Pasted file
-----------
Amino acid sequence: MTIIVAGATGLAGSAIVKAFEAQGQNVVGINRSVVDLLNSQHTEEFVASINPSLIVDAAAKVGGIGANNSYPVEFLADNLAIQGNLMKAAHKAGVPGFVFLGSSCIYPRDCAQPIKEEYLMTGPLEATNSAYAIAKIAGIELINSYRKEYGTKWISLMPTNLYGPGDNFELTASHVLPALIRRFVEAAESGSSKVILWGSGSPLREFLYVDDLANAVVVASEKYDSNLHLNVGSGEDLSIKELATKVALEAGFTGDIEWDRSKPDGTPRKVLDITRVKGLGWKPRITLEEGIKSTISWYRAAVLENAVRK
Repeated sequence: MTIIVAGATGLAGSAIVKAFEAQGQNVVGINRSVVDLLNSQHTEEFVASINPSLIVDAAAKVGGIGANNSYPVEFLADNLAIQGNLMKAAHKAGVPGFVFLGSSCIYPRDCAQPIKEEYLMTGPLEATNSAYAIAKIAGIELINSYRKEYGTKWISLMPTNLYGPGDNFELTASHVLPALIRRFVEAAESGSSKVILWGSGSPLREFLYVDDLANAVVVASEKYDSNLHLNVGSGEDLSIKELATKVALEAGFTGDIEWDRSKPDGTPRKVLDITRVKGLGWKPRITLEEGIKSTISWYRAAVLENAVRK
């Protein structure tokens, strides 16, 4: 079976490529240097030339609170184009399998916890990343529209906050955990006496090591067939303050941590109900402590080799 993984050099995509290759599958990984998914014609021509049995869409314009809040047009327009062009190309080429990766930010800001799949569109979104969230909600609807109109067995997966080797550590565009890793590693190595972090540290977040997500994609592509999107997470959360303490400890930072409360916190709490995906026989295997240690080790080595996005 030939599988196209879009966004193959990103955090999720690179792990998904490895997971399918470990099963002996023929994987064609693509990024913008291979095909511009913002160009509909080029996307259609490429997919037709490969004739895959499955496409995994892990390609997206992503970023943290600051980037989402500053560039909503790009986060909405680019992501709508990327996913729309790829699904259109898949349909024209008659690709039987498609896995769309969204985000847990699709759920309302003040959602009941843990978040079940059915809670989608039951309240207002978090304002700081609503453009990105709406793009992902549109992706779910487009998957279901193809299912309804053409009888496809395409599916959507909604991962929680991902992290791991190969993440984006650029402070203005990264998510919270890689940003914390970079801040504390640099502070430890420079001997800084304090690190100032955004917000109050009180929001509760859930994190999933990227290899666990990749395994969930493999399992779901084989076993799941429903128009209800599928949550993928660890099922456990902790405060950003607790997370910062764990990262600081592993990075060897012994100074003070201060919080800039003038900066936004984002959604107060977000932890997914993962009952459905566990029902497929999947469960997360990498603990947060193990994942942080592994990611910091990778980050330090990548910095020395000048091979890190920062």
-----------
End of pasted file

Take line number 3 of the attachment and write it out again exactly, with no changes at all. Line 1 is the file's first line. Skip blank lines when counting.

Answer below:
């Protein structure tokens, strides 16, 4: 079976490529240097030339609170184009399998916890990343529209906050955990006496090591067939303050941590109900402590080799 993984050099995509290759599958990984998914014609021509049995869409314009809040047009327009062009190309080429990766930010800001799949569109979104969230909600609807109109067995997966080797550590565009890793590693190595972090540290977040997500994609592509999107997470959360303490400890930072409360916190709490995906026989295997240690080790080595996005 030939599988196209879009966004193959990103955090999720690179792990998904490895997971399918470990099963002996023929994987064609693509990024913008291979095909511009913002160009509909080029996307259609490429997919037709490969004739895959499955496409995994892990390609997206992503970023943290600051980037989402500053560039909503790009986060909405680019992501709508990327996913729309790829699904259109898949349909024209008659690709039987498609896995769309969204985000847990699709759920309302003040959602009941843990978040079940059915809670989608039951309240207002978090304002700081609503453009990105709406793009992902549109992706779910487009998957279901193809299912309804053409009888496809395409599916959507909604991962929680991902992290791991190969993440984006650029402070203005990264998510919270890689940003914390970079801040504390640099502070430890420079001997800084304090690190100032955004917000109050009180929001509760859930994190999933990227290899666990990749395994969930493999399992779901084989076993799941429903128009209800599928949550993928660890099922456990902790405060950003607790997370910062764990990262600081592993990075060897012994100074003070201060919080800039003038900066936004984002959604107060977000932890997914993962009952459905566990029902497929999947469960997360990498603990947060193990994942942080592994990611910091990778980050330090990548910095020395000048091979890190920062």